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How NIHR research fits with NICE guidelines for childhood eczema

Eczema is a complex inflammatory skin condition influenced by an interaction between genetic and environmental factors. Eczema can range from quite mild, with dry, flaky and itchy skin, to severe weeping and bleeding. Whilst there is no cure for eczema, there are a range of treatment options that aim to reduce inflammation as well as any infection. GPs, practice nurses and dermatologists work with patients and their families to identify the most beneficial approach.

NICE clinical guidelines for childhood eczema recommend a stepped approach where the treatment is tailored to the severity of the eczema:

  • mild eczema: moisturisers (emollients) and mild topical corticosteroids
  • moderate eczema: moisturisers, moderate topical corticosteroids, bandages
  • severe eczema: moisturisers, stronger topical corticosteroids, topical tacrolimus ointment, bandages, phototherapy (UV light).

“Not all children respond to the same treatments in the same way so we have to keep things under review. Our eczema specialist nurse works closely with the families on that. It’s important that as the children get older – into the teenage years – they take ownership of their condition and the treatment, to get the best outcomes. The specialist nurse plays a key part in helping that process, too.”
Dr Sarah El-Heis, Dermatology Clinical Research Fellow in an NHS Secondary Care Trust

Self-care, such as reducing scratching and avoiding triggers like perfumed soap and heat, is always important. Moisturisers should be unperfumed and used liberally and regularly every day to prevent the skin from becoming dry. The NIHR review on moisturisers found that whilst no particular moisturiser was most effective, during a flare-up combining a moisturiser with a topical active treatment (a corticosteroid applied to the skin) had a better outcome than just using the active treatment alone. Moisturisers are an important part of the treatment plan and individuals with eczema may try different ones to find out which works best for them.

As eczema in an inflammatory condition, it is important to get eczema under control with topical active treatment. The strength of the topical corticosteroid ointment or cream depends on the severity of the eczema. Specialist dermatological advice is important when strong topical corticosteroids are required because these can have side-effects.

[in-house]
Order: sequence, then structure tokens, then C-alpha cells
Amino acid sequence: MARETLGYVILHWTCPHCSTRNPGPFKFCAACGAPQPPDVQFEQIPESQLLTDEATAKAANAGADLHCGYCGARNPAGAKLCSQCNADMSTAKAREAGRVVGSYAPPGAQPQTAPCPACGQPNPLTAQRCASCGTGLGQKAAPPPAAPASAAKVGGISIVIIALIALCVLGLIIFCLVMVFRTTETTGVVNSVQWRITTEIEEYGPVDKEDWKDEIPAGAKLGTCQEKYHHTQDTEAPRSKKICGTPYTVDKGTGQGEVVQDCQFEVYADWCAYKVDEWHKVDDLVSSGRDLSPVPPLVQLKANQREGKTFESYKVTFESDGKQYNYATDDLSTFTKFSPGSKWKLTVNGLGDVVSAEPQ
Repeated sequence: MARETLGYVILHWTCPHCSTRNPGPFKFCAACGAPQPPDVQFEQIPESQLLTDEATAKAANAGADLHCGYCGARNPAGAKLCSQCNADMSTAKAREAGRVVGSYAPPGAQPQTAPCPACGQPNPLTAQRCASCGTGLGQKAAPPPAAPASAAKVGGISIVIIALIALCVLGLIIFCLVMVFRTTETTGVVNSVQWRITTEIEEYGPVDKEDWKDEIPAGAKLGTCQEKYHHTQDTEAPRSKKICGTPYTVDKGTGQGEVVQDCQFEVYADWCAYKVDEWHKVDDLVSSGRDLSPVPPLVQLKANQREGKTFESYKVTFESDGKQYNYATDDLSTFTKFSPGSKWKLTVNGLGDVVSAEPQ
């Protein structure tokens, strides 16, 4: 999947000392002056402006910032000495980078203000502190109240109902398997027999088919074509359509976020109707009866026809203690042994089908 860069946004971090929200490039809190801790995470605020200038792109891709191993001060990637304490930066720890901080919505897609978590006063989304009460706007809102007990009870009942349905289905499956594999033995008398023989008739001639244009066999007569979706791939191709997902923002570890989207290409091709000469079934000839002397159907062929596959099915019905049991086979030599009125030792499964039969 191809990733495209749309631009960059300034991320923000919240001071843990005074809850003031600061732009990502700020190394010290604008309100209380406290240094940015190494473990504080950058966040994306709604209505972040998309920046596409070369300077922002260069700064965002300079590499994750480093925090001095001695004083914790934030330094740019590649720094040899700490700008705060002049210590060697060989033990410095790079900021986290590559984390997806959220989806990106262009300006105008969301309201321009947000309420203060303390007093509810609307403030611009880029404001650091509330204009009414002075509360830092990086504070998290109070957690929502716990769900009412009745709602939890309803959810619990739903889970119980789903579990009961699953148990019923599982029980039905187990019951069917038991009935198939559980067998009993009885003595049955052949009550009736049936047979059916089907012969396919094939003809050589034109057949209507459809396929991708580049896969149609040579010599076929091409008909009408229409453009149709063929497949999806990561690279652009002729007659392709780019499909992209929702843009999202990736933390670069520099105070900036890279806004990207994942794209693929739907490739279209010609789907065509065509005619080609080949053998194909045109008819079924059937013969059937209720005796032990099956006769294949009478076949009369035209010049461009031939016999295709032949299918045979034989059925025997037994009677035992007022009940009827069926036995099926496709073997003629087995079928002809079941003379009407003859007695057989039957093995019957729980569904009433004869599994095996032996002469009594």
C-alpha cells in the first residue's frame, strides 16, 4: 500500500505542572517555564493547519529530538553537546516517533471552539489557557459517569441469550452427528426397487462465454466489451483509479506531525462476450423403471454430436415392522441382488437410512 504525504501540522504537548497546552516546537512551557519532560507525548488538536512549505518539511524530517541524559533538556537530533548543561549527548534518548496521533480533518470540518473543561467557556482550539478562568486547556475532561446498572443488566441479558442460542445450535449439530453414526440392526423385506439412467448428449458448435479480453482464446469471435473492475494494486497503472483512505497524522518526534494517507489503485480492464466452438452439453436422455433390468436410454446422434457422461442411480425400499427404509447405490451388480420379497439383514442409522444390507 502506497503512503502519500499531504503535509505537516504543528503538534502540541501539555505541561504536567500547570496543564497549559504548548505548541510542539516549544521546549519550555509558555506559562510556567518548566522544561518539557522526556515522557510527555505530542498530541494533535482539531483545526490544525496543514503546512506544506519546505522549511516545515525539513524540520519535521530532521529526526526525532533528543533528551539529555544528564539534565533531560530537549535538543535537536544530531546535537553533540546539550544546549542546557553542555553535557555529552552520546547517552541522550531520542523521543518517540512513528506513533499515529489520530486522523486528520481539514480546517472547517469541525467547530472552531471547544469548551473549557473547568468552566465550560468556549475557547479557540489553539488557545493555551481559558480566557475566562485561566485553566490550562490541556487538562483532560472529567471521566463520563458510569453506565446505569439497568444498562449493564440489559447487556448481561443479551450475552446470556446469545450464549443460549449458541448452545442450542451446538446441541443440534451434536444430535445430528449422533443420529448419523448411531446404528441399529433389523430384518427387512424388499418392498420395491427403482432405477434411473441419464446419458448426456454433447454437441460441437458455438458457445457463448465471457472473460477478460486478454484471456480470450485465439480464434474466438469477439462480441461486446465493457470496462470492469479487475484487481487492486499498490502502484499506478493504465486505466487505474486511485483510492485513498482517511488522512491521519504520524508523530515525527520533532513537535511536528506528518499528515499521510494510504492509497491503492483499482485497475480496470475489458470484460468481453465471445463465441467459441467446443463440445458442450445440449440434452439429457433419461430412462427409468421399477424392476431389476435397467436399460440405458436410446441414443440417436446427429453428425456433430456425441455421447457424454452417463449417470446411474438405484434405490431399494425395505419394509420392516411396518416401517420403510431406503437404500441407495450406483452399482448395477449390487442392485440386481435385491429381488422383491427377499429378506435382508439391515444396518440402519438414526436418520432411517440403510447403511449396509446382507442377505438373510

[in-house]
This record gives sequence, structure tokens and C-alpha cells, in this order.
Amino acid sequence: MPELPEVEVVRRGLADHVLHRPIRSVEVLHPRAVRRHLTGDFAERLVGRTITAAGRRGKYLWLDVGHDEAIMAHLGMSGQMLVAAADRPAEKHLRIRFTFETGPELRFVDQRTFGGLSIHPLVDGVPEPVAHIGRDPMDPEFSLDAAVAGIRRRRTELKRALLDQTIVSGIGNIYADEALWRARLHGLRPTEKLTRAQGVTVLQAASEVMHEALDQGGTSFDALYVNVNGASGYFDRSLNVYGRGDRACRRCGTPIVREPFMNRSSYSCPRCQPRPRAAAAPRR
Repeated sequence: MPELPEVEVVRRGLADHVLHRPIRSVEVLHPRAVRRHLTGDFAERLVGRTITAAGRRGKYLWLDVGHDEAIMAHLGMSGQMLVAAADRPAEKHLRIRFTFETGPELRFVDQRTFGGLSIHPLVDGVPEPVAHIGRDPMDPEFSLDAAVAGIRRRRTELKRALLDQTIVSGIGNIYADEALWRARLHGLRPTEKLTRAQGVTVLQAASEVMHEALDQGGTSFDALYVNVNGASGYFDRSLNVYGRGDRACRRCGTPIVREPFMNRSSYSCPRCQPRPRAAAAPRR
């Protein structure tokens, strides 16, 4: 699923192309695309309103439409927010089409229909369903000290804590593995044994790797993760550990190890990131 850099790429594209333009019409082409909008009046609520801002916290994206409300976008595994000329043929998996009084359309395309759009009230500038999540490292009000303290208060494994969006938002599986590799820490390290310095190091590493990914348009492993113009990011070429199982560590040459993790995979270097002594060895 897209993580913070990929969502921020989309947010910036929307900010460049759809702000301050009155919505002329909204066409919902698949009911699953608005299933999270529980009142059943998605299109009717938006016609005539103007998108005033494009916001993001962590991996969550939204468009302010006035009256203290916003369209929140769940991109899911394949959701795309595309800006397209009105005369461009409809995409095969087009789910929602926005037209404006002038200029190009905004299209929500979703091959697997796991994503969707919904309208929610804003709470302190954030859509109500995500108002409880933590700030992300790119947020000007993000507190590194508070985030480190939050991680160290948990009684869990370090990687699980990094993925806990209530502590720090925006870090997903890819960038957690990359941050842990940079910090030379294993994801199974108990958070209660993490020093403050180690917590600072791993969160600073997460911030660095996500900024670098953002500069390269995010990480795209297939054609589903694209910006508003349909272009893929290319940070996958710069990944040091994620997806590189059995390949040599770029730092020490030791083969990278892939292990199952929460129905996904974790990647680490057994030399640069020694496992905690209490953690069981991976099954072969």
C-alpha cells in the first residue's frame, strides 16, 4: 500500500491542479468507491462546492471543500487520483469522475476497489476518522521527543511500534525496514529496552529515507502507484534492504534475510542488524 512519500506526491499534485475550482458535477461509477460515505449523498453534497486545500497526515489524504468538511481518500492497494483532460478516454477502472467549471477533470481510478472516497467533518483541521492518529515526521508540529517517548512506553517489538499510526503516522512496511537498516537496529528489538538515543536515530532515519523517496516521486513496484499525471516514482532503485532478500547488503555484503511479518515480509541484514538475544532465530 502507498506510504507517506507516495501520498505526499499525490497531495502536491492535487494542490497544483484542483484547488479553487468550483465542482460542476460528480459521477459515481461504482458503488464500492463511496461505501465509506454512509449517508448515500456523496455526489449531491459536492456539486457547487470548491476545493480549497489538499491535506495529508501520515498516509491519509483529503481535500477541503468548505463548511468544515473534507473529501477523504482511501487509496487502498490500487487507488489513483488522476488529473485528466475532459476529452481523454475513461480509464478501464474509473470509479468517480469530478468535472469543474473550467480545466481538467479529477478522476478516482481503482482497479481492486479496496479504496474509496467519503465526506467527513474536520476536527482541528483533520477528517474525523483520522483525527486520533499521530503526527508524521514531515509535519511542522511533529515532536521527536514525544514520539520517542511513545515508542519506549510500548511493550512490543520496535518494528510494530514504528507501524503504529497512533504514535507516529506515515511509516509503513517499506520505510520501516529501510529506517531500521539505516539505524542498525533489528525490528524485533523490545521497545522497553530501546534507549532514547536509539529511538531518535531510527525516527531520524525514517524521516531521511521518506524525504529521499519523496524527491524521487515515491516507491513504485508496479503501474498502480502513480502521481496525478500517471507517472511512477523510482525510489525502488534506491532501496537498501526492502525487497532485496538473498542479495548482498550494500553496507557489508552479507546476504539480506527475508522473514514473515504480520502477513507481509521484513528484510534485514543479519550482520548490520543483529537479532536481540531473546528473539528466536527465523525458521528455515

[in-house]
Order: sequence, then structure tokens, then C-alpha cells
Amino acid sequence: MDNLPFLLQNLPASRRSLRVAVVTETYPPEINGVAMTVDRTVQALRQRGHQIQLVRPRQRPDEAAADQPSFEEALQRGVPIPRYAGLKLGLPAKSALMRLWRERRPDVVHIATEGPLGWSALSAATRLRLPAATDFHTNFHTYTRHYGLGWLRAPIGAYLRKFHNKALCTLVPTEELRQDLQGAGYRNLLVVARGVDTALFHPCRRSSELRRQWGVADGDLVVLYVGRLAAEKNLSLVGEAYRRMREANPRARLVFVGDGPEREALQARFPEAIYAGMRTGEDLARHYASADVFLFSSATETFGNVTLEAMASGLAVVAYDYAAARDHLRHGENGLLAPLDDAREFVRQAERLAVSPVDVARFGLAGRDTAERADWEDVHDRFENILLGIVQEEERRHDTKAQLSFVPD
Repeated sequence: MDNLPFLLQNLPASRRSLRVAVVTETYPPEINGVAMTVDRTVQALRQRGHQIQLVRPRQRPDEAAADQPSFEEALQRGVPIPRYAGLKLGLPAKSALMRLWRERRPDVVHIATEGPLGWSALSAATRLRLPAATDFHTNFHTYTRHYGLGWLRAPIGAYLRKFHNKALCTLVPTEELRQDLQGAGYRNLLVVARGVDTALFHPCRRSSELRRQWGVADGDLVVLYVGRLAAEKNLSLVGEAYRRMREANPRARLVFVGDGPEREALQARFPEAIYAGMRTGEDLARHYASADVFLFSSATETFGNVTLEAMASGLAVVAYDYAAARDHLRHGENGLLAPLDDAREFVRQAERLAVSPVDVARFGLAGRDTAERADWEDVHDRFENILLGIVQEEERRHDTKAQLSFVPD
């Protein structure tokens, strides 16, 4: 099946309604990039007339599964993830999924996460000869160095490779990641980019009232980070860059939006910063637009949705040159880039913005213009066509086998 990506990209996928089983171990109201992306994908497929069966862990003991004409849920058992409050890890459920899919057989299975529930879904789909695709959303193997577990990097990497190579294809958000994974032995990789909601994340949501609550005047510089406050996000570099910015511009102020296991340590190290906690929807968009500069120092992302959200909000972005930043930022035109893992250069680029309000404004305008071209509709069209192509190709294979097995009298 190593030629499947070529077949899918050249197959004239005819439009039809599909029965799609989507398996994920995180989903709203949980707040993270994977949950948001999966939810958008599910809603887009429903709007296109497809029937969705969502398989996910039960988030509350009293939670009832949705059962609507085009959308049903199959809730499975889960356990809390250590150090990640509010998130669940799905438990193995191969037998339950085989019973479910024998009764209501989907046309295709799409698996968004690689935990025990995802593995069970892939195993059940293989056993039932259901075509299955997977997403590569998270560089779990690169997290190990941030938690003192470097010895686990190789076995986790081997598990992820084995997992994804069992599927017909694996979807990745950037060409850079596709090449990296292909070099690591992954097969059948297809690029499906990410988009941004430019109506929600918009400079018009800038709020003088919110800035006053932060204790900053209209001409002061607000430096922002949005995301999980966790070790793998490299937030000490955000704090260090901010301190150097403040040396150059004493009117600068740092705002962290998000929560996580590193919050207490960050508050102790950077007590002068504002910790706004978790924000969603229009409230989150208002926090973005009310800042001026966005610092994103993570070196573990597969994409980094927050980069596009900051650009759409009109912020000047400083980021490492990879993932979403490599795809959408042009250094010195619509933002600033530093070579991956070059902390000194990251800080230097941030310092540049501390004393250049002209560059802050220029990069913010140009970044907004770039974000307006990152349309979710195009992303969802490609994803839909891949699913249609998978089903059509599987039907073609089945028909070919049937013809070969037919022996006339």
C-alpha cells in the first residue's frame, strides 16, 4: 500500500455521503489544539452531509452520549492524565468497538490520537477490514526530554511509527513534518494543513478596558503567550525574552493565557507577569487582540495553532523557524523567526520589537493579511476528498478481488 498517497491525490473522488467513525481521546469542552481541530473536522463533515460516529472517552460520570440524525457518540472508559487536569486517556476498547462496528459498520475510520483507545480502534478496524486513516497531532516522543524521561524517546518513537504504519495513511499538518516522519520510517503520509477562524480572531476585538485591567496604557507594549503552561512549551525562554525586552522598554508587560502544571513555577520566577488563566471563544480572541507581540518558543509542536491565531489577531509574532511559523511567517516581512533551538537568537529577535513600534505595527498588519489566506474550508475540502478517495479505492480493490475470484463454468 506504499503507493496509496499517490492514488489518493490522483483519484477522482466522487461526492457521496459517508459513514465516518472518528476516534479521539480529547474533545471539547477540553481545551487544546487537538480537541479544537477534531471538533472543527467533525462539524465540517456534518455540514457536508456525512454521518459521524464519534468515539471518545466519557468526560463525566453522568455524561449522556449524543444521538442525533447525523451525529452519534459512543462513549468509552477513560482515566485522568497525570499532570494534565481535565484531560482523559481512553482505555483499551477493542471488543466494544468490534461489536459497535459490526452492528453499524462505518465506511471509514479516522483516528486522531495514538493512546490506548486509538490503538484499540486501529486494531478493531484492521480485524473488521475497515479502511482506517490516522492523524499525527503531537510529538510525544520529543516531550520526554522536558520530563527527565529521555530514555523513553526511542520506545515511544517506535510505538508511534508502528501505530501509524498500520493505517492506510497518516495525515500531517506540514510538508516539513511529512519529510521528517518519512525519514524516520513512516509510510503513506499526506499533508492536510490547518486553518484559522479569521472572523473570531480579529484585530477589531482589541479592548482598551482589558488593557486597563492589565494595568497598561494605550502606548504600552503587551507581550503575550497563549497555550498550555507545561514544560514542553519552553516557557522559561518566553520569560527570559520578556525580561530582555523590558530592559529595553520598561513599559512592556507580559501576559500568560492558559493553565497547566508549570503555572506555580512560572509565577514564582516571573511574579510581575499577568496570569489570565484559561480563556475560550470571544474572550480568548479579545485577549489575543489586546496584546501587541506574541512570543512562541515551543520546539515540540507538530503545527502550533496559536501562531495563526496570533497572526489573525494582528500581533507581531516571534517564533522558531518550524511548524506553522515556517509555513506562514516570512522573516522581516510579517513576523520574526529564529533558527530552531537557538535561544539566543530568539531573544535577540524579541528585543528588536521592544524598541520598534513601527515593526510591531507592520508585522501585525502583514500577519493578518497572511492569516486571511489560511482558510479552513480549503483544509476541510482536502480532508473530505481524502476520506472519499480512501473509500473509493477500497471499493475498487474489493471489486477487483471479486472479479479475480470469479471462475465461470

NICE recommend oral antibiotics to treat infections. The NIHR study found that antibiotics should only be prescribed with severely infected eczema as there is no benefit to using antibiotics for mild to moderate eczema. Antihistamines may be prescribed for severe itching, particularly at night.

The POEM (Patient Oriented Eczema Measure) is a tool recommended by NICE that has been developed to measure the severity of childhood eczema. The POEM can be completed by a healthcare professional or by a parent and their child and discussed with a clinician.  http://www.nottingham.ac.uk/research/groups/cebd/resources/poem.aspx

It is important to have regular reviews with a GP to ensure an optimal treatment path is being achieved.

The NICE Guidelines were checked for new evidence in 2016, and a further review is scheduled for 2019. 

“We also have to think beyond the clinic and the medication regime for the rest of the children’s lives. We talk a lot with parents about ways to manage the impact of eczema on their child’s life. This includes clothing options, ways to manage sleeplessness and the range of alternative therapies that parents might consider. We often write to schools to explain a child’s medication and support needs - this is such a big part of a child’s life, it’s important they are well supported there as well as at home.”
Dr Sarah El-Heis, Dermatology Clinical Research Fellow in an NHS Secondary Care Trust

You can find the latest NICE guidelines on childhood eczema at: https://www.nice.org.uk/guidance/cg57 

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